Divide the class in half. On slide 13 have the first half of the class go to the QR code on the left to show the Frida Kahlo collage. Have the other half of the class visit the QR code on the right to show the Vladimir Putin collage. Using the Think-Pair-Share strategy, have students decide if they believe the image is fair use and record their reason(s) why on a sheet of scrap paper. Then have the students pair up, share their reasons with each other, and negotiate the best response.

Now display slide 14 and have the students who worked on this slide share their reasoning behind their answers. Repeat the process with slide 15, having the student pairs who viewed that image share. Introduce the concepts of copyright and public domain on slides 16 and 17. Explain that these examples weigh very strongly in favor of fair use, however both walk along a lot of the same territory as the Shepard Fairey case, which did not produce a clear ruling in favor of fair use. It’s important to note that cases that have very similar factors in favor of fair use can swing wildly in different directions depending on the amount of money/profit and/or influence that is at stake with use of the art. Even with a license purchase, a use can gain enough profit and influence that the source material artist will sue for more profit margin, as with the Warhol v. Goldsmith case.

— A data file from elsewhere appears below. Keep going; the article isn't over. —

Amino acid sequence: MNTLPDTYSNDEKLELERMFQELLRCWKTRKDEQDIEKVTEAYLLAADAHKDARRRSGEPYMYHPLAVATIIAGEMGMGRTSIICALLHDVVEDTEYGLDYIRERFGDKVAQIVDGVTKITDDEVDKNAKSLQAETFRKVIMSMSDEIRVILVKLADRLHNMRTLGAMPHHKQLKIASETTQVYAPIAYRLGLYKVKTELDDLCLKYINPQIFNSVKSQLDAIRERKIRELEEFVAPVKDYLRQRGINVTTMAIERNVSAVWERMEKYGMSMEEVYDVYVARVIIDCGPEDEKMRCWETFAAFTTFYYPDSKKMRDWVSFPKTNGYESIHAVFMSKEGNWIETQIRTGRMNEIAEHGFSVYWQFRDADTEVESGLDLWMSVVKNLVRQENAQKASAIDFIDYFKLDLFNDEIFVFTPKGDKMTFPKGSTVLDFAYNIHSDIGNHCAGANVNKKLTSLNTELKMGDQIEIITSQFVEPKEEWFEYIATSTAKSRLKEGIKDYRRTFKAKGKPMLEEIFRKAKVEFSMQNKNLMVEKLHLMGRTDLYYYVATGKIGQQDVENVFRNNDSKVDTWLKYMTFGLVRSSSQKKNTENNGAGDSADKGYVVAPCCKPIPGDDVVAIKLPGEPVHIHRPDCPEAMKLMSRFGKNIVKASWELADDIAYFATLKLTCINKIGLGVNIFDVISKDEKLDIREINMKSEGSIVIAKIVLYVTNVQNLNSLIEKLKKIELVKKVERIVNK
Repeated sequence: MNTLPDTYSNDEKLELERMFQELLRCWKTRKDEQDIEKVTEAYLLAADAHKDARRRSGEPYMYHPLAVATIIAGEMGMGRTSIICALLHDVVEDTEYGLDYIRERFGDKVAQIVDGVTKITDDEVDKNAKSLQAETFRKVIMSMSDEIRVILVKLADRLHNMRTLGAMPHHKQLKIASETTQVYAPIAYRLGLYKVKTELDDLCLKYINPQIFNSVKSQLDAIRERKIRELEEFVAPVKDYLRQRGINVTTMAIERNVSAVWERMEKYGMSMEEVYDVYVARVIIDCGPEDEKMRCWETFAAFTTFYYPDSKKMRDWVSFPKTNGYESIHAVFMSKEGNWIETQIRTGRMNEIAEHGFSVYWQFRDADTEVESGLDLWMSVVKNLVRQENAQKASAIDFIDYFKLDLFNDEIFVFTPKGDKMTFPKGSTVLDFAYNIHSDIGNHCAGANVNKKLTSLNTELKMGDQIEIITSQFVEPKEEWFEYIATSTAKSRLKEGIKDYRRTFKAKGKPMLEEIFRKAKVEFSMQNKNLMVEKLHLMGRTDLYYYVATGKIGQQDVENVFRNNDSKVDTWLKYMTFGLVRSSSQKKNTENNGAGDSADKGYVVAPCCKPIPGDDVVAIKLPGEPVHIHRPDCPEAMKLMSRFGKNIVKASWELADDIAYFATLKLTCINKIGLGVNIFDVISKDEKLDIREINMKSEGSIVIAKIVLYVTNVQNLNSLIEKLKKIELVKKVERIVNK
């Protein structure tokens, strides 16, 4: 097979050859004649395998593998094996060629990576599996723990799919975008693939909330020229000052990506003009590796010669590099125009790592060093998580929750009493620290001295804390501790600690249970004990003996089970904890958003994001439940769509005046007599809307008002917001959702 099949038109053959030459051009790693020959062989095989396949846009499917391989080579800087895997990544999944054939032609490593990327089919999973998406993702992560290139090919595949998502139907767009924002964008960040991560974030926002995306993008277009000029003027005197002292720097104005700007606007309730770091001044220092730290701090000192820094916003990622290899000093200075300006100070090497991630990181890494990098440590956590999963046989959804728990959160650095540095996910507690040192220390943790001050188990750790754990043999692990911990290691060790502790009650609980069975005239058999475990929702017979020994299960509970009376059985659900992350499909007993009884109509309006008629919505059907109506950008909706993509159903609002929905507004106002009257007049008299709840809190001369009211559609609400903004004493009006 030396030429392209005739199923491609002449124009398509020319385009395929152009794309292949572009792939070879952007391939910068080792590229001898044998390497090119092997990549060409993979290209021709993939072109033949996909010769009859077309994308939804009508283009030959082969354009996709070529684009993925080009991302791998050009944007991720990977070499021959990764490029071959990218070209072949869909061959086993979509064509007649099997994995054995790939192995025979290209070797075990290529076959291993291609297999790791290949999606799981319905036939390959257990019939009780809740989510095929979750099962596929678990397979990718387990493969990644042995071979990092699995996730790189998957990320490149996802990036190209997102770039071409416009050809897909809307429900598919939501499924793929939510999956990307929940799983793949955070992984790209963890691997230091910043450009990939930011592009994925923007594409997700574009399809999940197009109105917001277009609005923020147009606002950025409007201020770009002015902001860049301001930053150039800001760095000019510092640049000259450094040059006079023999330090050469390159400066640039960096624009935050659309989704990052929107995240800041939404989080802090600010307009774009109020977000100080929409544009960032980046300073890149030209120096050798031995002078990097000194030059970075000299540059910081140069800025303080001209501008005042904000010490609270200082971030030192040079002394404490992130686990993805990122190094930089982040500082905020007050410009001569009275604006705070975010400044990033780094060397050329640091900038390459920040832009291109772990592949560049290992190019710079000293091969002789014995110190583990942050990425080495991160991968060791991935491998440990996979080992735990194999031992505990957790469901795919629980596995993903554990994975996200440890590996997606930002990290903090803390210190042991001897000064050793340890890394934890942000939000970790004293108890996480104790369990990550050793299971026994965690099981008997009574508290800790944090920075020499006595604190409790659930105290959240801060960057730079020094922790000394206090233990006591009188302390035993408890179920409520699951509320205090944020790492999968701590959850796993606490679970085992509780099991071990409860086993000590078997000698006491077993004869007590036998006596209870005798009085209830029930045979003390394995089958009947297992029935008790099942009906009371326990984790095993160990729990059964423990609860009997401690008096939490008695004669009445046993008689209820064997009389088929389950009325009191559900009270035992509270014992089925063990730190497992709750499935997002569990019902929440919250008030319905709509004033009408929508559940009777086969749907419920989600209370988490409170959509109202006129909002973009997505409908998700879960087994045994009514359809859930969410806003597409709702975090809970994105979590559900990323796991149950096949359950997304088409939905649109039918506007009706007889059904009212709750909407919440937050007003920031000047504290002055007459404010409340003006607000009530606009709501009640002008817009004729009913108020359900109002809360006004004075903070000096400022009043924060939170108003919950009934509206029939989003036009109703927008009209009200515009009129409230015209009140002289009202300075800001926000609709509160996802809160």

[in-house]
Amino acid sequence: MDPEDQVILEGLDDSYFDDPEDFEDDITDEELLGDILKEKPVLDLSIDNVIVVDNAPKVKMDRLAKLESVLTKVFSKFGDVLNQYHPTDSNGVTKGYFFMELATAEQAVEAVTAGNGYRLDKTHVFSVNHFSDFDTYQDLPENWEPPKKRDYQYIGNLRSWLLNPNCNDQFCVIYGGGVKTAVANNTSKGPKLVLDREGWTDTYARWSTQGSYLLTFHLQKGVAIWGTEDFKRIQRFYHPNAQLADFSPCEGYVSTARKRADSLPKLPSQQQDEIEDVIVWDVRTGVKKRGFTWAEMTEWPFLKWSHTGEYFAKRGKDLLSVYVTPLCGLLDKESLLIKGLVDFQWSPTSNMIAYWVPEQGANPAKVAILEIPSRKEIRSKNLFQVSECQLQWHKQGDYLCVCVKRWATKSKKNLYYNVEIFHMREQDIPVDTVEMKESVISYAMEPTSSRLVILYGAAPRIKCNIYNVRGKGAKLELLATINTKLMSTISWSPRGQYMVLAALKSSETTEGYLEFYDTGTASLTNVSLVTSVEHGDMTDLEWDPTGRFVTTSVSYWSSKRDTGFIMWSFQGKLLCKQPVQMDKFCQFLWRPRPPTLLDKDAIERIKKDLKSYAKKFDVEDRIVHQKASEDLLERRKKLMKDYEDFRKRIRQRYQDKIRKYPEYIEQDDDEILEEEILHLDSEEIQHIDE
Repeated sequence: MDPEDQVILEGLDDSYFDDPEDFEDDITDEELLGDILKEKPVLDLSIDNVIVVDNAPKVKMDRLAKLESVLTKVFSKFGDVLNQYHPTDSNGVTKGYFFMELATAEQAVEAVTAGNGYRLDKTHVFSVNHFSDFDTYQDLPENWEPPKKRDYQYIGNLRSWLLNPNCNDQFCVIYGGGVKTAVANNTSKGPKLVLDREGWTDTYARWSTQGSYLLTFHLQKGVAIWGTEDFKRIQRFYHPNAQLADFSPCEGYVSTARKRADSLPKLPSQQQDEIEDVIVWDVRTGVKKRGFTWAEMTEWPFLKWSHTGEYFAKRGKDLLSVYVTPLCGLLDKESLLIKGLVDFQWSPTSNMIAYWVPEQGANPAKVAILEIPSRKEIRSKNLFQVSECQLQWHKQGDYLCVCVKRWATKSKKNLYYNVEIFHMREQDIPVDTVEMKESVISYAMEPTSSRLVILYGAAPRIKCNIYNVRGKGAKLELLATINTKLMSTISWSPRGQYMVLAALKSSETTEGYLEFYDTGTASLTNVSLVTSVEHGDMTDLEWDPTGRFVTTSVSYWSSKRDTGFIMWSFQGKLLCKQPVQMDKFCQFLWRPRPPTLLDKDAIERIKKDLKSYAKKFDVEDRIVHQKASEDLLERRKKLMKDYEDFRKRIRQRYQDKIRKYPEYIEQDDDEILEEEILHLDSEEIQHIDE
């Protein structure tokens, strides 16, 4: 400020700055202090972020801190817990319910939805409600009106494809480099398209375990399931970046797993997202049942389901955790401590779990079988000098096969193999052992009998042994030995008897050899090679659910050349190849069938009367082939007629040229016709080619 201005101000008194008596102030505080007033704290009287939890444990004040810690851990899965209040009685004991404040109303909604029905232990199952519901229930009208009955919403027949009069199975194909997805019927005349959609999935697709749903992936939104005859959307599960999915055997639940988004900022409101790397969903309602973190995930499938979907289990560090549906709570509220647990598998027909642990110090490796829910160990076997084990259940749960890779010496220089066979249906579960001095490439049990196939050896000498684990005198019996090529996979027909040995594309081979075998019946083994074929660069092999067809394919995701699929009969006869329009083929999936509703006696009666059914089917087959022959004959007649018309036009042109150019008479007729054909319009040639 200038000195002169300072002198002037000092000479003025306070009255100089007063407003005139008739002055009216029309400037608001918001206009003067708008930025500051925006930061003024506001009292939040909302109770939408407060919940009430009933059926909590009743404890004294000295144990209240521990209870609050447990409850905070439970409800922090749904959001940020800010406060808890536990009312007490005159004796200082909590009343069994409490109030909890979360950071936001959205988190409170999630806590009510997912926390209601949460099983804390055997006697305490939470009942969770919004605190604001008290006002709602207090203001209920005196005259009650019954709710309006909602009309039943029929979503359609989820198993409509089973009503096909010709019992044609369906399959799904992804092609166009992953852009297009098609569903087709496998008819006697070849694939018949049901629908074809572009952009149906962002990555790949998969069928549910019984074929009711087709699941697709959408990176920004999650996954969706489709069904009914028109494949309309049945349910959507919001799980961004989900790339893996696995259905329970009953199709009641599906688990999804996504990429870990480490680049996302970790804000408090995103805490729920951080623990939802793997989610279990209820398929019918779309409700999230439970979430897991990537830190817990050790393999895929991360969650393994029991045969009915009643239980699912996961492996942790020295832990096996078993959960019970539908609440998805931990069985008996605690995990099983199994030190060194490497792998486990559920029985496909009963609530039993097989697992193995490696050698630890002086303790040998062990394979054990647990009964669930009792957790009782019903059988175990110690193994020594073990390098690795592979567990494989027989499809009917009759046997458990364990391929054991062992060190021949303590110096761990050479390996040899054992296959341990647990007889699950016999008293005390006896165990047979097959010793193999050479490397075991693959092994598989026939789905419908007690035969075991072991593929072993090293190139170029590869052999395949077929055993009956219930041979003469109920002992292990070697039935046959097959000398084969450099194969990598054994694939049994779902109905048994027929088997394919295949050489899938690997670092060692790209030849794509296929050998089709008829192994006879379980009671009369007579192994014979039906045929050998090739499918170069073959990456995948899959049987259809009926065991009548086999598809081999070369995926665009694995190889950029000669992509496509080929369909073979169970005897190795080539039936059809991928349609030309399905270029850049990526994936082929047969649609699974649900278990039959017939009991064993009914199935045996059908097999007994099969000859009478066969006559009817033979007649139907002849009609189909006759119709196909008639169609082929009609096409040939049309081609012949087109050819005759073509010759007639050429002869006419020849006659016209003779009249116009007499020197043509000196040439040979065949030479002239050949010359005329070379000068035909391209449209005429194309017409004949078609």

Revisit the historical painting collage examples from earlier in the lesson on slide 18 and discuss how public domain and copyright play a role in these two works.


40 Minute(s)